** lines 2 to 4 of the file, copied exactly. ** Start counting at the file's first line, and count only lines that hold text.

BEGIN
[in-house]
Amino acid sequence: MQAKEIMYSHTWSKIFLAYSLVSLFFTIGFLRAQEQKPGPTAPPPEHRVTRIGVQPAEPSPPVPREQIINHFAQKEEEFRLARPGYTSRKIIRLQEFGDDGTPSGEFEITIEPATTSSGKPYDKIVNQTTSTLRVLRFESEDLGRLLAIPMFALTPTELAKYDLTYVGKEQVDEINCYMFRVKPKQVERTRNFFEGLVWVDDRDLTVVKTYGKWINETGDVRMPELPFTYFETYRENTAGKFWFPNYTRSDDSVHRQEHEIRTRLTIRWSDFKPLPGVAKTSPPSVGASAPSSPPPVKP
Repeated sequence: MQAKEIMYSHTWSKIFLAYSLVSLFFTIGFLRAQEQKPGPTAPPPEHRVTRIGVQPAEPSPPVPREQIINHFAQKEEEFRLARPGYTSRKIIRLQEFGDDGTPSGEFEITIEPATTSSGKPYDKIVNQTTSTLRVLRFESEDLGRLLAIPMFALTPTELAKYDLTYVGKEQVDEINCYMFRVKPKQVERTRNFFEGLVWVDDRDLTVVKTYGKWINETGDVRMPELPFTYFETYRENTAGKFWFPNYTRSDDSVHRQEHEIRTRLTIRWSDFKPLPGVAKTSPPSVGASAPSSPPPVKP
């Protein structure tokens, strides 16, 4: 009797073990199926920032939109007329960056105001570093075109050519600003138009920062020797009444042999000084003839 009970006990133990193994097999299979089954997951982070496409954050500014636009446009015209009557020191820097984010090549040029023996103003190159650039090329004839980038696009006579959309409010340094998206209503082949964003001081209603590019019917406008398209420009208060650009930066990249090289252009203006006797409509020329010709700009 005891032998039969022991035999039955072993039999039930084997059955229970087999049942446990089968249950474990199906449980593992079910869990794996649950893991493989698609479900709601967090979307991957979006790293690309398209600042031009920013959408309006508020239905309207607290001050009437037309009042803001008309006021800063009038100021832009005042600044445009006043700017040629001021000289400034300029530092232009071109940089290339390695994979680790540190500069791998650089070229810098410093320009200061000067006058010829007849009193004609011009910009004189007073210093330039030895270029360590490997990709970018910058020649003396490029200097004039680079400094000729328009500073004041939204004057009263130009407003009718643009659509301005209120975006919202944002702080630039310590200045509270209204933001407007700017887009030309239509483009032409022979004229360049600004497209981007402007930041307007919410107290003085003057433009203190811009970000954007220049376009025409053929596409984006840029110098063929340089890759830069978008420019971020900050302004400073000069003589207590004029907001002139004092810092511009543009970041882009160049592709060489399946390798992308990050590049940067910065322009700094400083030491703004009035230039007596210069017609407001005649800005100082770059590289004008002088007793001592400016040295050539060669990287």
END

Amino acid sequence: MQAKEIMYSHTWSKIFLAYSLVSLFFTIGFLRAQEQKPGPTAPPPEHRVTRIGVQPAEPSPPVPREQIINHFAQKEEEFRLARPGYTSRKIIRLQEFGDDGTPSGEFEITIEPATTSSGKPYDKIVNQTTSTLRVLRFESEDLGRLLAIPMFALTPTELAKYDLTYVGKEQVDEINCYMFRVKPKQVERTRNFFEGLVWVDDRDLTVVKTYGKWINETGDVRMPELPFTYFETYRENTAGKFWFPNYTRSDDSVHRQEHEIRTRLTIRWSDFKPLPGVAKTSPPSVGASAPSSPPPVKP
Repeated sequence: MQAKEIMYSHTWSKIFLAYSLVSLFFTIGFLRAQEQKPGPTAPPPEHRVTRIGVQPAEPSPPVPREQIINHFAQKEEEFRLARPGYTSRKIIRLQEFGDDGTPSGEFEITIEPATTSSGKPYDKIVNQTTSTLRVLRFESEDLGRLLAIPMFALTPTELAKYDLTYVGKEQVDEINCYMFRVKPKQVERTRNFFEGLVWVDDRDLTVVKTYGKWINETGDVRMPELPFTYFETYRENTAGKFWFPNYTRSDDSVHRQEHEIRTRLTIRWSDFKPLPGVAKTSPPSVGASAPSSPPPVKP
């Protein structure tokens, strides 16, 4: 009797073990199926920032939109007329960056105001570093075109050519600003138009920062020797009444042999000084003839 009970006990133990193994097999299979089954997951982070496409954050500014636009446009015209009557020191820097984010090549040029023996103003190159650039090329004839980038696009006579959309409010340094998206209503082949964003001081209603590019019917406008398209420009208060650009930066990249090289252009203006006797409509020329010709700009 005891032998039969022991035999039955072993039999039930084997059955229970087999049942446990089968249950474990199906449980593992079910869990794996649950893991493989698609479900709601967090979307991957979006790293690309398209600042031009920013959408309006508020239905309207607290001050009437037309009042803001008309006021800063009038100021832009005042600044445009006043700017040629001021000289400034300029530092232009071109940089290339390695994979680790540190500069791998650089070229810098410093320009200061000067006058010829007849009193004609011009910009004189007073210093330039030895270029360590490997990709970018910058020649003396490029200097004039680079400094000729328009500073004041939204004057009263130009407003009718643009659509301005209120975006919202944002702080630039310590200045509270209204933001407007700017887009030309239509483009032409022979004229360049600004497209981007402007930041307007919410107290003085003057433009203190811009970000954007220049376009025409053929596409984006840029110098063929340089890759830069978008420019971020900050302004400073000069003589207590004029907001002139004092810092511009543009970041882009160049592709060489399946390798992308990050590049940067910065322009700094400083030491703004009035230039007596210069017609407001005649800005100082770059590289004008002088007793001592400016040295050539060669990287």